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AGOA Sparks Export Gains

Published date:
Friday, 24 September 2004

Africa's time has come and this will be Africa's century for economic growth and development, Rosa Whitaker, the former U.S. assistant trade representative for Africa and current president and chief executive officer of the Whitaker Group confidently predicted September 17.

Speaking to hundreds of students attending the Teach Africa Youth Forum at the State Department, Whitaker pointed to the many countries in Asia that once were "so incredibly poor" but now are "experiencing a kind of prosperity that we in America take for granted." They have gone from desperate poverty to prosperous members of the international trade community in just a few decades, she said.

In her estimation, the 21st century will be the time that African countries will transform their economies from poor to prosperous by strengthening their trade links with the international economy -- just as South Korea and Taiwan did not so long ago.

"When I was a child," she told the students and Africanists in attendance, "these countries [South Korea, Taiwan, Singapore] were just very, very poor. In fact, some of them were poorer than [some countries now are in] Africa."

Although analysts are still debating the variables that contributed to the dramatic economic take-offs of these Asian nations, she said, most agree that trade was a major factor that contributed greatly to their overall economic growth and development and made them vibrant and contributing members of the world economy.

Citing South Korea to illustrate her point, Whitaker said the key ingredients to that country's success have been: the production of new products, the exportation of these products abroad at a competitive price, and the subsequent lure of foreign capital to invest in South Korean markets.

The former assistant U.S. trade representative for Africa explained that the recent reauthorization of the African Growth and Opportunity Act legislation (AGOA) has given Africa the advantages needed to build-up its economies and emulate the success stories of its Asian counterparts, which were known as the "Asian Tigers" -- Hong Kong, Korea, Indonesia, Malaysia, the Philippines, Singapore, Taiwan and Thailand.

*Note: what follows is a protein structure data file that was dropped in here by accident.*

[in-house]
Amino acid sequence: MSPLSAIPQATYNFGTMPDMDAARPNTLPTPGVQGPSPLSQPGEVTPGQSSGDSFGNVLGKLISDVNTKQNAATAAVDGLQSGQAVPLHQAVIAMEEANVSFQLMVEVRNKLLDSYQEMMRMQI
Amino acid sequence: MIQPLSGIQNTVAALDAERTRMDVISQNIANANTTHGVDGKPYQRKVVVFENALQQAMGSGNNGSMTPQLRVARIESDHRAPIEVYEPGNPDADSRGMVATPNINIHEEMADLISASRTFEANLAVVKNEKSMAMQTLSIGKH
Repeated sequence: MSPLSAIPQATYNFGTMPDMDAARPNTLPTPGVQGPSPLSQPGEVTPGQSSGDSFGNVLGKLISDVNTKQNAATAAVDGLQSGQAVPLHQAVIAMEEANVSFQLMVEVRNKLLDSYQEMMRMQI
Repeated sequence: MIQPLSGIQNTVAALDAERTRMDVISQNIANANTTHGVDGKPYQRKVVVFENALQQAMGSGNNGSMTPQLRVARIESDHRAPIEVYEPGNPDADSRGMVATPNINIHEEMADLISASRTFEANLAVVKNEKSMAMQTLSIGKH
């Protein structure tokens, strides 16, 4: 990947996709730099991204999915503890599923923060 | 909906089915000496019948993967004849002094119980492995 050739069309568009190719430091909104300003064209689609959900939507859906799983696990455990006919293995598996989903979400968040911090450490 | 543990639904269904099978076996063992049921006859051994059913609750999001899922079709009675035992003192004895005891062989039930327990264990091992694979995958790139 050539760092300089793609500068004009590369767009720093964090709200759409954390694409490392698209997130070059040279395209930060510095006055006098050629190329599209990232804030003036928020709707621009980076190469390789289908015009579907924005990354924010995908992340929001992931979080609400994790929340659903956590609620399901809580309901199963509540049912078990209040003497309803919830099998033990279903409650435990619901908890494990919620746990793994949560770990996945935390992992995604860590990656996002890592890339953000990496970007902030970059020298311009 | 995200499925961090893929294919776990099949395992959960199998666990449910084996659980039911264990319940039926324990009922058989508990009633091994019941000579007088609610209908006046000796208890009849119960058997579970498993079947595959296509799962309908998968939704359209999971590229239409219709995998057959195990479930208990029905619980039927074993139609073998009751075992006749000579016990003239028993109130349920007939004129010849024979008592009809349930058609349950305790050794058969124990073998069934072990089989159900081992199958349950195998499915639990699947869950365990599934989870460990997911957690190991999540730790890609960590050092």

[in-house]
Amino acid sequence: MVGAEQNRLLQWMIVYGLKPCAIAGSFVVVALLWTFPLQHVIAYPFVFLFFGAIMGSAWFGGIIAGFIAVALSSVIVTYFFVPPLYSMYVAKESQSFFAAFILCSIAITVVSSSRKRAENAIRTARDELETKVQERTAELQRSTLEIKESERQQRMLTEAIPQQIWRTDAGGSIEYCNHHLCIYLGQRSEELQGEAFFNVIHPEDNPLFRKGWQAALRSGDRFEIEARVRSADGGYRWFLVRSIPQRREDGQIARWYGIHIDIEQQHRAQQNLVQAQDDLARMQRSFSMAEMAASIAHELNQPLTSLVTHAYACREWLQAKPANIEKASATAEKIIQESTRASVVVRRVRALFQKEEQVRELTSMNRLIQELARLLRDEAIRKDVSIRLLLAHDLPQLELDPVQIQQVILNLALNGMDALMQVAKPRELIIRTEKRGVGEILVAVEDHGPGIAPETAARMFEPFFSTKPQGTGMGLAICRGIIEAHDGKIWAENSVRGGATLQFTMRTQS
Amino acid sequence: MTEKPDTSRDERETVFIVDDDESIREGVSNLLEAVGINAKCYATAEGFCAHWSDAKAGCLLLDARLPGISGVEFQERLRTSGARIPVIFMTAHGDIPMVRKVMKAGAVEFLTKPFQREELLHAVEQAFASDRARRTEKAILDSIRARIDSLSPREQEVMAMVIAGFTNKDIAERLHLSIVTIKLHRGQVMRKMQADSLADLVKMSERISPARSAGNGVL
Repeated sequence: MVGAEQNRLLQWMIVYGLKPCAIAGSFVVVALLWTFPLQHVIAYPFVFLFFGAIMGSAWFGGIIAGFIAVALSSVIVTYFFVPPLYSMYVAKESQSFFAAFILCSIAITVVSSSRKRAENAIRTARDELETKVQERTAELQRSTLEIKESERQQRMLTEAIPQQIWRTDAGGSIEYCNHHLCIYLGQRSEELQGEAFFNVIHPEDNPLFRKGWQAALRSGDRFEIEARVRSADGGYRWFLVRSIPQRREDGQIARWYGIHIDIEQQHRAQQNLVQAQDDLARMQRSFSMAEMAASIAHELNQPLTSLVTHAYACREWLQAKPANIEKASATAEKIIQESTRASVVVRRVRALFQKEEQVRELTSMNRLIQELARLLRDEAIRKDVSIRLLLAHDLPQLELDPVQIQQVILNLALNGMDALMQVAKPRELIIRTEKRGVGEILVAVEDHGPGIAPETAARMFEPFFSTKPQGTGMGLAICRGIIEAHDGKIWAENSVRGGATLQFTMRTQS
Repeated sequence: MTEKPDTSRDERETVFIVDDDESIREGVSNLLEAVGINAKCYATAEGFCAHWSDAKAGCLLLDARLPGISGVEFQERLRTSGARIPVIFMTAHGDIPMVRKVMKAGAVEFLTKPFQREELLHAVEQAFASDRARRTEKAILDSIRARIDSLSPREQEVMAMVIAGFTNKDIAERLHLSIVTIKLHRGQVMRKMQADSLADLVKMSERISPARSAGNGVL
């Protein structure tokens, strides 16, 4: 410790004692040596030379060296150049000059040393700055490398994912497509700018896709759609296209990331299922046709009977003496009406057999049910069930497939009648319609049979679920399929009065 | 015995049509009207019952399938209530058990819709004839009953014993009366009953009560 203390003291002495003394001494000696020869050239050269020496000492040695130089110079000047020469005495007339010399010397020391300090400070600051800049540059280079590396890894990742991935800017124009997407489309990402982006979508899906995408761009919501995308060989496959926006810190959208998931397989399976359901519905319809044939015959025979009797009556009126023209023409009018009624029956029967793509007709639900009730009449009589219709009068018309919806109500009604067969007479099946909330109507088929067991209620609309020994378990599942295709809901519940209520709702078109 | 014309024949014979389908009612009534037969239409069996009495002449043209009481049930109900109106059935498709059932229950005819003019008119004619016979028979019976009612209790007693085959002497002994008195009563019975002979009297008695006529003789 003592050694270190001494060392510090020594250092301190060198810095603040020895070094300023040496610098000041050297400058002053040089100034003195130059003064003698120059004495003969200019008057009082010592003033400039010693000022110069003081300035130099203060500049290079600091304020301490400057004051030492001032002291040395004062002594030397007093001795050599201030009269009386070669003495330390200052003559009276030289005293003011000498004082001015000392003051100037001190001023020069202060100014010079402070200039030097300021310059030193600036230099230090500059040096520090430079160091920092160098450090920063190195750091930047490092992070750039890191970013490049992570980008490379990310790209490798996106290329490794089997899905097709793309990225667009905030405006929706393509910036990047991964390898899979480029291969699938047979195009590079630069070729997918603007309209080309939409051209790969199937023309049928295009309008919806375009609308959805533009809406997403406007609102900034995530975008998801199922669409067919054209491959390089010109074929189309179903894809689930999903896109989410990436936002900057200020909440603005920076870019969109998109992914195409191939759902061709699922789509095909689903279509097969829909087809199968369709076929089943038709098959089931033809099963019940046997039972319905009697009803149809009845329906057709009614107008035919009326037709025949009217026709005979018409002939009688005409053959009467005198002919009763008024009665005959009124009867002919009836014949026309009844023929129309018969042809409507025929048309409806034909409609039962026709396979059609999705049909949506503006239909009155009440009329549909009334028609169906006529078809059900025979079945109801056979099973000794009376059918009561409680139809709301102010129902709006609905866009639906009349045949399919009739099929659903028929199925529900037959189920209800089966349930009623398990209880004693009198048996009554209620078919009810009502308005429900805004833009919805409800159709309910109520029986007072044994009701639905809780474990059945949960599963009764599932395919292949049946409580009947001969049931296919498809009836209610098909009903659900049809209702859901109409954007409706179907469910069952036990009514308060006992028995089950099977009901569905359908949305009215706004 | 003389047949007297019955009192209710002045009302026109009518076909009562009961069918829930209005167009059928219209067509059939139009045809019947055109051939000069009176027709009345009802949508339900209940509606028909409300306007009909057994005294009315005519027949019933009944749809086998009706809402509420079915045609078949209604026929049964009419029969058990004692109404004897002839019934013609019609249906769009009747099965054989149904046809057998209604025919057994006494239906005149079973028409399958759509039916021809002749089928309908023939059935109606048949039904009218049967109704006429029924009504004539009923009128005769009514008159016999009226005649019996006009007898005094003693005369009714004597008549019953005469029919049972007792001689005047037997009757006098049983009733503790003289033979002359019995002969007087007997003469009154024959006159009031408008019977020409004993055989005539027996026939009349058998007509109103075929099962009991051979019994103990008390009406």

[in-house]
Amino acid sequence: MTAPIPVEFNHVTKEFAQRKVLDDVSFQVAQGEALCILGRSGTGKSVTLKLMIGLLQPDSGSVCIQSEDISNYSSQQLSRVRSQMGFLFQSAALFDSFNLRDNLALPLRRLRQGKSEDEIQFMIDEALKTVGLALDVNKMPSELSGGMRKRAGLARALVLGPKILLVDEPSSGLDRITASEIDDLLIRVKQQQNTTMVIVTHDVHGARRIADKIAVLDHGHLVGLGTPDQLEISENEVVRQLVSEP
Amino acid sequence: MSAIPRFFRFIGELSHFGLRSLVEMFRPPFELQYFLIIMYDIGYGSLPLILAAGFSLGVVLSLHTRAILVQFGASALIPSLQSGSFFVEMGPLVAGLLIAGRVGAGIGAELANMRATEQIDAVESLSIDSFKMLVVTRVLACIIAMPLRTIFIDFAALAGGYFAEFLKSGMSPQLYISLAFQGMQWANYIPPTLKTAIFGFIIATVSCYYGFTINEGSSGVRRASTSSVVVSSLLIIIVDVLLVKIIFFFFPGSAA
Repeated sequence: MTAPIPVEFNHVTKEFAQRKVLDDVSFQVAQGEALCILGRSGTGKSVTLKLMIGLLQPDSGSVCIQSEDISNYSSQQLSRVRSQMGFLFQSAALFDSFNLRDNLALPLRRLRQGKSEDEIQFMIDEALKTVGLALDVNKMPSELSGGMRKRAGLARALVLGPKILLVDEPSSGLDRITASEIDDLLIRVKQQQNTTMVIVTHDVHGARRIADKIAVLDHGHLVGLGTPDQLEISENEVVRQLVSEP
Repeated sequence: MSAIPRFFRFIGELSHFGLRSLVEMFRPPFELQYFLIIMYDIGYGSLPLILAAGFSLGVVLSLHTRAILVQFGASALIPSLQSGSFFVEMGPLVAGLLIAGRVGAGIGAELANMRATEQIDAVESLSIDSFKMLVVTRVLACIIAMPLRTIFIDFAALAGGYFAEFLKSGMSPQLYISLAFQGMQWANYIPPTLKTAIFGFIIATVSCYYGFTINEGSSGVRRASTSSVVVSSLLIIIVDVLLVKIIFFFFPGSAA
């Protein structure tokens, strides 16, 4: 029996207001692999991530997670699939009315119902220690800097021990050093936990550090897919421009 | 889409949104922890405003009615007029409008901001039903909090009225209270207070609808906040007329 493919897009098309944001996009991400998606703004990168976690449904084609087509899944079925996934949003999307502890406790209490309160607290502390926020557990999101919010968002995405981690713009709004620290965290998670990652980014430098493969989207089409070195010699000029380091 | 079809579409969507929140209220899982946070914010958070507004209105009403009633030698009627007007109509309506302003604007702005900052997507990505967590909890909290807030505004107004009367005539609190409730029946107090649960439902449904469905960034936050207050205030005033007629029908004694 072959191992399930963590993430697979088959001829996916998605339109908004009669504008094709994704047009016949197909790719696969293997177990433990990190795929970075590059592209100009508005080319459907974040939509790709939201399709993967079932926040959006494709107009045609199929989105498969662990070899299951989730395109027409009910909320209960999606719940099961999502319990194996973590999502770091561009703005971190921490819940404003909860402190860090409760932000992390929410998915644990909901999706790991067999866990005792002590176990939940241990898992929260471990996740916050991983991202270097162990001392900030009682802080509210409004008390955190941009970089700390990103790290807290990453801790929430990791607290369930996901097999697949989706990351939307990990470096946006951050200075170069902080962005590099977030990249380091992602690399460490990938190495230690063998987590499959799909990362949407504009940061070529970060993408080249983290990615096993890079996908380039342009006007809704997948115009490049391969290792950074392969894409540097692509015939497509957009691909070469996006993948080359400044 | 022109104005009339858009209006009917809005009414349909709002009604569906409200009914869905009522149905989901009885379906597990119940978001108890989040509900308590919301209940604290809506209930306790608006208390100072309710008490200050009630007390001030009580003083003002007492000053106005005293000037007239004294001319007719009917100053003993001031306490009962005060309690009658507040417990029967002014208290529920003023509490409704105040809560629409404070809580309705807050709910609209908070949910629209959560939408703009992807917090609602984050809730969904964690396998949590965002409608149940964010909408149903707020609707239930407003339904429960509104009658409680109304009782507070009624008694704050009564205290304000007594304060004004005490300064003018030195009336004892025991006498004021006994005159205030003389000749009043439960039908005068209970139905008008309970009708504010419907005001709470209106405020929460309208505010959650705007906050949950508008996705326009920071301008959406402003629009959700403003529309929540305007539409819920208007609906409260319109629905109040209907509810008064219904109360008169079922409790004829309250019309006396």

"We decided that if Africa was to have a real shot at what Malaysia and all the Asian countries developed, we were going to have to give Africa some preferential advantages and treatment. And that is what we did in the African Growth and Opportunity Act," she said.

South Africa, Whitaker told her audience, already has begun to follow the examples of its Asian counterparts by taking advantage of the tariff-free entry of its products into the U.S. market and exporting BMWs and Mercedes Benz automobiles to the United States at a very competitive price. Africa's trade advantages under AGOA, Whitaker said, are bringing clothing retailers like The GAP and The Limited to the continent to start producing their shirts in Africa instead of China.

Whitaker held up two Ann Taylor brand shirts produced in Lesotho to demonstrate how AGOA was changing the face of trade in and with Africa. Before clothing companies like Ann Taylor began investing there, Lesotho was considered one of the poorest countries in the world, she said.

Gold mining was its only major industry and companies employed mostly men, leaving women to scrounge for a living off the land. "Now," Whitaker explained, "there are hundreds of factories in Lesotho producing these tops for the U.S. market," with a high percentage of women now employed in the industry.

William Jackson, director for African affairs at the U.S. Office of the Trade Representative (USTR), stressed that the U.S. government is fully committed to promoting the expansion of African trade and the continent's continued economic growth. In past years, he said, the United States had contributed billions of dollars in assistance to help alleviate poverty in Africa, sometimes achieving only marginal results.

Now, he explained, using the successes of Taiwan and South Korea as a model, the United States government is working to create new jobs in Africa, bring in investment, and help these countries export more of their commodities abroad. This is what African leaders are requesting from the United States, he told students. "They did not want handouts, but a hand in building up their economy," he added.

The Teach Africa Youth Forum, sponsored by the Africa Society of the National Summit on Africa and the World Affairs Council of Washington as part of their Teach Africa program, aims to break down stereotypes and teach American students why the continent is important to the United States.

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